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The jade vine is known by several other common names, such as the emerald creeper, the jade creeper, and the flor-de-jade; it is also known by its scientific name, Strongylodon macrobotrys. Considered an evergreen vine, it is native to the Philippines. Many people, especially those living in warmer climates, plant the vine because of its beautiful flowers and its ability to grow quite tall.
This vine produces very distinctive greenish-blue flowers that typically hang in large clusters. In fact, the clusters have been known to hang down nearly 3 feet (about 0.91 m), often ideal for ornamental gardens. The leaves are usually dark green and are about 4 inches (10.16 cm) long. The vine stalk is relatively wide — nearly 1 inch (about 2.54 cm) in width.
Interestingly, the jade vine is related to the kidney bean. It falls in the same scientific family, Leguminosae, as most beans and peas. In fact, although it is loved for its blue-green flowers, it also produces a mid-sized bean pod.
The primary factor affecting the cultivation of the jade vine is climate. It does not grow well in areas where the temperature dips below 60°F (about 15.6°C). It also requires full sunlight, though its roots prefer to be in areas that are at least partly shaded. In addition, during the spring and summer months, the vine prefers to have plenty of water. The soil should drain well to prevent waterlogging the plant as well.
It also is often necessary to provide the jade vine with fertilizer. When it is young, it usually requires a fertilizer that has high levels of phosphorus. Then, as the plant becomes increasingly mature, it can benefit from the same fertilizer as is used for other trees, shrubs, and plants in the garden. In addition, if it becomes unruly, the jade vine may need to be pruned once or twice a year.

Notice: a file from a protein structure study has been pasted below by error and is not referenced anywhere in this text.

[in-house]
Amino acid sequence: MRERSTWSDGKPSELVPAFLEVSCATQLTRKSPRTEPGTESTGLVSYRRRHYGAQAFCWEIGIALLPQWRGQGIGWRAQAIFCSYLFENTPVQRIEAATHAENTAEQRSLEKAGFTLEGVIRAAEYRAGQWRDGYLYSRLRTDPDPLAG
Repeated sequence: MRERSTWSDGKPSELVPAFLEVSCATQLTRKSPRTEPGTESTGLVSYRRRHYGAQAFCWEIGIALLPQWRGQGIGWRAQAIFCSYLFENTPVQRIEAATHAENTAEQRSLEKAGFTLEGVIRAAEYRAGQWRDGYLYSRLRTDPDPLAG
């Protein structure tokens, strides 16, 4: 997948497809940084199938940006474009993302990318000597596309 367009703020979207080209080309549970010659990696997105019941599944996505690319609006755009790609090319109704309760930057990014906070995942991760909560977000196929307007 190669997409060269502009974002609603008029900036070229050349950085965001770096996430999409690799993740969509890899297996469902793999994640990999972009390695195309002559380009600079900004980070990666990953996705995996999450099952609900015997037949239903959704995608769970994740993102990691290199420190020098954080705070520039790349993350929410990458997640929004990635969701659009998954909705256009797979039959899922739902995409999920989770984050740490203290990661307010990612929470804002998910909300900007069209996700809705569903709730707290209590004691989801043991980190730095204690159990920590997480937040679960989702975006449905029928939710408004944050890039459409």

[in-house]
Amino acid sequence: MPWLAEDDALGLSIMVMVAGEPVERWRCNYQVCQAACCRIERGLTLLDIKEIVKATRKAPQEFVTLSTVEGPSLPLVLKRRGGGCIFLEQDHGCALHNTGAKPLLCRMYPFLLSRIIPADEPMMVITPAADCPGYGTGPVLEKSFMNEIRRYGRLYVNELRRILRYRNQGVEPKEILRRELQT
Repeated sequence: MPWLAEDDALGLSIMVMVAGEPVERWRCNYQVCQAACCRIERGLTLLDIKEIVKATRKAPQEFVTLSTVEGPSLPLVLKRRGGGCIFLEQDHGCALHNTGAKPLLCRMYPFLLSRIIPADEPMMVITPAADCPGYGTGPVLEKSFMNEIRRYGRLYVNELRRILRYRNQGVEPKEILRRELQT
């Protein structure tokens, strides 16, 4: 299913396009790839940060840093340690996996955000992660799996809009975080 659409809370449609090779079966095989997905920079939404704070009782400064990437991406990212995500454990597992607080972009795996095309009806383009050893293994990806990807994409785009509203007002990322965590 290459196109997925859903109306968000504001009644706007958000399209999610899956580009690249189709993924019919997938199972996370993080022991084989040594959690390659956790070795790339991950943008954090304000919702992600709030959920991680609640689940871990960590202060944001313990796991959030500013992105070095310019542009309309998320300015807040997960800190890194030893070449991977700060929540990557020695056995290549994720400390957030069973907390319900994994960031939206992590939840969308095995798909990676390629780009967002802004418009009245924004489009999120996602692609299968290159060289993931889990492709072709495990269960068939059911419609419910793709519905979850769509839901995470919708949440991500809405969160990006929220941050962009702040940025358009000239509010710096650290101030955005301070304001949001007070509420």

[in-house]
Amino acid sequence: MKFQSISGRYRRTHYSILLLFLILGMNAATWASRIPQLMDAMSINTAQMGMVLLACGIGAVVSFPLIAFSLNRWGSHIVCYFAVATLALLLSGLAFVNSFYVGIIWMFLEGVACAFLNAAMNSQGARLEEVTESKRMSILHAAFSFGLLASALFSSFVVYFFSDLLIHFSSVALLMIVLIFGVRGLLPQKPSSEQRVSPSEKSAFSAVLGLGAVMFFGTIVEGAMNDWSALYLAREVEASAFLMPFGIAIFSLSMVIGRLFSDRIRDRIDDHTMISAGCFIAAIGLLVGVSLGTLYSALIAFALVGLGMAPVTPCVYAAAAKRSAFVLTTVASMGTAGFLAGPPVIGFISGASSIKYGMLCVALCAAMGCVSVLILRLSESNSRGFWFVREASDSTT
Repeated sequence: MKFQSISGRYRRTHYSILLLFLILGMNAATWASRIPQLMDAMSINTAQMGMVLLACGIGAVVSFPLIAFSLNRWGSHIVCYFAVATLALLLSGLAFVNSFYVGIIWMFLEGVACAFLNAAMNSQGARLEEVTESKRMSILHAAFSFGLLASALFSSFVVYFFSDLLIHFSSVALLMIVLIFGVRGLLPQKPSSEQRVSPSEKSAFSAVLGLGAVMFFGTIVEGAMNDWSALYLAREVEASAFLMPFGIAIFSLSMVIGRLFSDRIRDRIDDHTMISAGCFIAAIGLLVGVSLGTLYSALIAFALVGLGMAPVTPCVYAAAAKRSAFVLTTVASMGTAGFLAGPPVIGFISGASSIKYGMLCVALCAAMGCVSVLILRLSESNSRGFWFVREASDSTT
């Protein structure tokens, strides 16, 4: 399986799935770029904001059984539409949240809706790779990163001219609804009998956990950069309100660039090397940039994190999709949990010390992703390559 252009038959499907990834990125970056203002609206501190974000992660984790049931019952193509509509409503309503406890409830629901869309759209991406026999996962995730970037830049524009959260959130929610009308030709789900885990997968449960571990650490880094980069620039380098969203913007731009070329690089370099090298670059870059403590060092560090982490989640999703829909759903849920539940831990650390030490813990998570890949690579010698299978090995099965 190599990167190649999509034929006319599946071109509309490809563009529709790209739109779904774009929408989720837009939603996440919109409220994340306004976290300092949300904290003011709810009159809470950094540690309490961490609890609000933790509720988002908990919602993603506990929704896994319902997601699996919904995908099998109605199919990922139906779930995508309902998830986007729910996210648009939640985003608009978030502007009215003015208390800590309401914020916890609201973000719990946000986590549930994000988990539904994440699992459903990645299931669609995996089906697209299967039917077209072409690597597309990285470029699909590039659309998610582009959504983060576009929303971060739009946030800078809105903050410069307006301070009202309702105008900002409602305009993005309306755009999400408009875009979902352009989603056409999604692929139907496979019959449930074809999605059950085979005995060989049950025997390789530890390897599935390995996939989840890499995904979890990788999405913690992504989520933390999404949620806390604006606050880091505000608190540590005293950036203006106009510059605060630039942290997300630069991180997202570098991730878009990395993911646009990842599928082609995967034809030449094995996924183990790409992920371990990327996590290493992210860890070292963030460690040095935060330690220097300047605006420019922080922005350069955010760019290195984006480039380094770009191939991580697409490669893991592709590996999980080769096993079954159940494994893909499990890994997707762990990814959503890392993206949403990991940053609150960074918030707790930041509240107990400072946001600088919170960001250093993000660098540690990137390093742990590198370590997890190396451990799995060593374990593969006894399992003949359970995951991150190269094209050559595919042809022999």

Although it is primarily used as an ornamental vine in gardens and landscaping plans, the flowers also serve other purposes. For example, since the color of the blossoms is so unique, they are also used to make flower leis, such as those made in Hawaii. In addition, the flowers attract bees and butterflies.
Sadly, the jade vine is quite vulnerable when growing in the wild, particularly in its native country of the Philippines. Some reports indicate that only a small percentage of the rainforest remains because of deforestation. As a result, the jade vine is primarily found in gardens, greenhouses, and other controlled botanical environments.
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